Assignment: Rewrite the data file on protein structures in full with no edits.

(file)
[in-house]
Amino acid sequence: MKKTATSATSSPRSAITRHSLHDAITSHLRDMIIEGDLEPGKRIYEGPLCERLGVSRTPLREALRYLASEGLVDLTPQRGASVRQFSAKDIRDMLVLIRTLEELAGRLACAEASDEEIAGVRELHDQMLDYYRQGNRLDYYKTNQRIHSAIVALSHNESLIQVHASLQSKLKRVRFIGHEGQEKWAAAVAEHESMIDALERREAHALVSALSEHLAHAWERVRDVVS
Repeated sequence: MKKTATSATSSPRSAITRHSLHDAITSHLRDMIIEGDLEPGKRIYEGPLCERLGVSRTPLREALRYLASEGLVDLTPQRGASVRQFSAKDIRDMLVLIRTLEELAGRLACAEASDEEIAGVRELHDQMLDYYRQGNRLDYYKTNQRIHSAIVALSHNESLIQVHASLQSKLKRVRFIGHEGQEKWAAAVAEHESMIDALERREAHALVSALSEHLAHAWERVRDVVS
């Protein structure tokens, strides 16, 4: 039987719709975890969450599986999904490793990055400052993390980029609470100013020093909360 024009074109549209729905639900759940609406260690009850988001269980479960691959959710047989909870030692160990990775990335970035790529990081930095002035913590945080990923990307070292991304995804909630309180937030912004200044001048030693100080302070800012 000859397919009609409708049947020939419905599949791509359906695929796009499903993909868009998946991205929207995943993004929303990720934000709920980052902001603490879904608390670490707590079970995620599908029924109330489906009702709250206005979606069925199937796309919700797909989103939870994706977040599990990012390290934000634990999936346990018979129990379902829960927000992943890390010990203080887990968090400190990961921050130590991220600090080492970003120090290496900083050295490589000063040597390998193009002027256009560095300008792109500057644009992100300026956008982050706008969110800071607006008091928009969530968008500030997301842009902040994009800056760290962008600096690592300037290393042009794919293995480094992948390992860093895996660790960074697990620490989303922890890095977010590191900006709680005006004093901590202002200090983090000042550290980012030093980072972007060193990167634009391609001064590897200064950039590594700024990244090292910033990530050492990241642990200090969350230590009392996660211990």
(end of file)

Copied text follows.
[in-house]
Amino acid sequence: MKKTATSATSSPRSAITRHSLHDAITSHLRDMIIEGDLEPGKRIYEGPLCERLGVSRTPLREALRYLASEGLVDLTPQRGASVRQFSAKDIRDMLVLIRTLEELAGRLACAEASDEEIAGVRELHDQMLDYYRQGNRLDYYKTNQRIHSAIVALSHNESLIQVHASLQSKLKRVRFIGHEGQEKWAAAVAEHESMIDALERREAHALVSALSEHLAHAWERVRDVVS
Repeated sequence: MKKTATSATSSPRSAITRHSLHDAITSHLRDMIIEGDLEPGKRIYEGPLCERLGVSRTPLREALRYLASEGLVDLTPQRGASVRQFSAKDIRDMLVLIRTLEELAGRLACAEASDEEIAGVRELHDQMLDYYRQGNRLDYYKTNQRIHSAIVALSHNESLIQVHASLQSKLKRVRFIGHEGQEKWAAAVAEHESMIDALERREAHALVSALSEHLAHAWERVRDVVS
């Protein structure tokens, strides 16, 4: 039987719709975890969450599986999904490793990055400052993390980029609470100013020093909360 024009074109549209729905639900759940609406260690009850988001269980479960691959959710047989909870030692160990990775990335970035790529990081930095002035913590945080990923990307070292991304995804909630309180937030912004200044001048030693100080302070800012 000859397919009609409708049947020939419905599949791509359906695929796009499903993909868009998946991205929207995943993004929303990720934000709920980052902001603490879904608390670490707590079970995620599908029924109330489906009702709250206005979606069925199937796309919700797909989103939870994706977040599990990012390290934000634990999936346990018979129990379902829960927000992943890390010990203080887990968090400190990961921050130590991220600090080492970003120090290496900083050295490589000063040597390998193009002027256009560095300008792109500057644009992100300026956008982050706008969110800071607006008091928009969530968008500030997301842009902040994009800056760290962008600096690592300037290393042009794919293995480094992948390992860093895996660790960074697990620490989303922890890095977010590191900006709680005006004093901590202002200090983090000042550290980012030093980072972007060193990167634009391609001064590897200064950039590594700024990244090292910033990530050492990241642990200090969350230590009392996660211990």